The creative team behind this year's Academy Awards spoke to the press on Thursday.
That was producer Will Packer's response to a question about the iconic performer's recently announced performance of her Best Original Song nominee, "Be Alive" from King Richard, during Thursday's press conference about the upcoming Oscars. Packer took the stage alongside producer Shayla Cowan, director Glenn Weiss, musical director Adam Blackstone, production designer David Korins, and two of the three hosts of this year's ceremony, Regina Hall and Wanda Sykes. Their co-host, Amy Schumer, was unable to join the group, but assured press that it was not COVID-related.
Packer answered some general questions about the structure of the show -- revealing that this year's Oscars will return to the format of awarding Best Picture as the last category, featuring a surprise presenter that's yet to be announced. He described this year's ceremony as "kinetic," noting, "You will not feel like you’re watching the same show for however many hours it ends up being -- under three."
The producer also clarified confusion about the eight categories that will be pre-taped and edited into the broadcast, noting that every winner will get the chance to accept and make their speech on the Oscars stage. "These are our peers. These are the people that we work with, and people that we love," he added. "And we want to make sure that everybody has their moment.”
For this year's hosts, it's been fun to collaborate and work together on their bits as they prepare to make history as the first all-female trio to emcee the Oscars. "We've never been here before, because we've never been nominated, but that's another press conference," Hall teased.
“What’s been fun is being able to collaborate and create something together that shows what we each do differently,” the actress and performer added. “We really want to make the night so celebratory.”
The three hosts plan to open and close the show as a trio, and said that they will take the stage in different combinations throughout the night -- sometimes solo, sometimes as a duo or group, or sometimes, Sykes joked, "we'll all be drunk, so, no one [will be up there]."
The theme of this year's ceremony is "Movie Lovers Unite," and among the big laughs and star-studded moments, the team said they hope the 2022 Oscars get to celebrate the way movies can unite us. This will include the first live performance of the Encanto earworm "We Don't Talk About Bruno," a tribute to The Godfather's 50th anniversary and a celebration of 60 years of James Bond, as well as some more serious moments.
When asked how the show plans to pay tribute to the ongoing crisis in Ukraine, Sykes and Hall shared that the producers have planned an "organic and thoughtful" moment in the show to honor the "tumultuous time" we're in as a global community.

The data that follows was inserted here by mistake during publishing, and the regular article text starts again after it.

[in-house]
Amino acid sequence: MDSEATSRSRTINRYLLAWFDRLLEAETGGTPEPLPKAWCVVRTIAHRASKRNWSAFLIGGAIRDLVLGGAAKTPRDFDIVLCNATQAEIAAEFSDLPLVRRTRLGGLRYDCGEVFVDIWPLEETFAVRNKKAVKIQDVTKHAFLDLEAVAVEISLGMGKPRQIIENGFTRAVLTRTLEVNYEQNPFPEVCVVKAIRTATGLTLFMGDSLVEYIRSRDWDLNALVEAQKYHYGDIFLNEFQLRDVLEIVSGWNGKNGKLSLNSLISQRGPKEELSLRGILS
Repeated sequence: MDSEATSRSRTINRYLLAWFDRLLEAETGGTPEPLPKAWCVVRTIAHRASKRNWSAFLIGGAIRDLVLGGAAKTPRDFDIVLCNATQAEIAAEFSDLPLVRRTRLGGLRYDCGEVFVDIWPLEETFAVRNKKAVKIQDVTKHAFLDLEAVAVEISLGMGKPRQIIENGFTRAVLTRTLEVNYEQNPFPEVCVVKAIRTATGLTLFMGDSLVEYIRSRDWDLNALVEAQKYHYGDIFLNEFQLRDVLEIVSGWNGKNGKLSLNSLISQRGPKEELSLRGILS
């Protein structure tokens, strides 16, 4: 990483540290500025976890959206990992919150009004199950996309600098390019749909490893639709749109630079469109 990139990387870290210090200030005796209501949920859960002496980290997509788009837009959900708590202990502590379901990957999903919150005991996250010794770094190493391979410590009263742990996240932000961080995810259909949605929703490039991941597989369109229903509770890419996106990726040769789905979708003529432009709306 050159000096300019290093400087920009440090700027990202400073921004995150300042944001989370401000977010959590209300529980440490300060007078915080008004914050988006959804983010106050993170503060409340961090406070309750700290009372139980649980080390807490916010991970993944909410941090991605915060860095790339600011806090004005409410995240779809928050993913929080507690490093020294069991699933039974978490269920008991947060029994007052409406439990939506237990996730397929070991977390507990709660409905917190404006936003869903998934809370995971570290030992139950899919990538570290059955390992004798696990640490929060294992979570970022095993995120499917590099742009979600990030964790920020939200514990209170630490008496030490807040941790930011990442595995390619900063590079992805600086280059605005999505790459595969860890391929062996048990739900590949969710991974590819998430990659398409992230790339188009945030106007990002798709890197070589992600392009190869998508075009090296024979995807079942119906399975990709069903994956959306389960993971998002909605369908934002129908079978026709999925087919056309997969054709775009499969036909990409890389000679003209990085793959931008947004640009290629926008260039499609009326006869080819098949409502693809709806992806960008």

"It's a delicate situation and they have handled it so thoughtfully," Hall praised. "I think the audience will enjoy it -- we certainly love the idea."
"We want to be fun and celebratory, but we certainly want to do that in a respectful way, with an eye towards what's going on in the world," Packer added.
Packer spoke with ET's Kevin Frazier earlier this awards season, and opened up about how much it meant to him to get the call to helm this year's Oscars.
"This our industry's biggest night, as you know. In the world of award shows, this is the biggest," he noted. "It's something that I did not take lightly. It's an amazing responsibility, it's an amazing privilege and it's a lot of work, but I knew that and I think you have to be fearless."
"You got to listen to yourself and your voice, so instinctually, I follow my instincts, which have not led me wrong throughout my career," he continued. "We're the first all-Black producing team of the Oscars, but that means we can’t mess up, 'cause I can't have people saying that was the year it went bad, you know what I mean?"
There seems to be no danger of that, as Packer and his team promised plenty of surprises to come, particularly from musical director Adam Blackstone, who received a challenge from Packer to top his recent work on the star-studded Super Bowl halftime show. "I'm gonna go out on a limb and say that some of the surprises musically, [people] will be very, very excited about," Blackstone teased. "It's gonna be out of the ordinary and extraordinary, that have everything to do with us just being united as a people. Music along with the movies has the capability to just bring so many people together."
As for how this year's Oscars might top last year's show-stopping moment when Glenn Close performed "Da Butt"?
"We're going to try and get Dame Judi Dench to do the worm," Sykes deadpanned.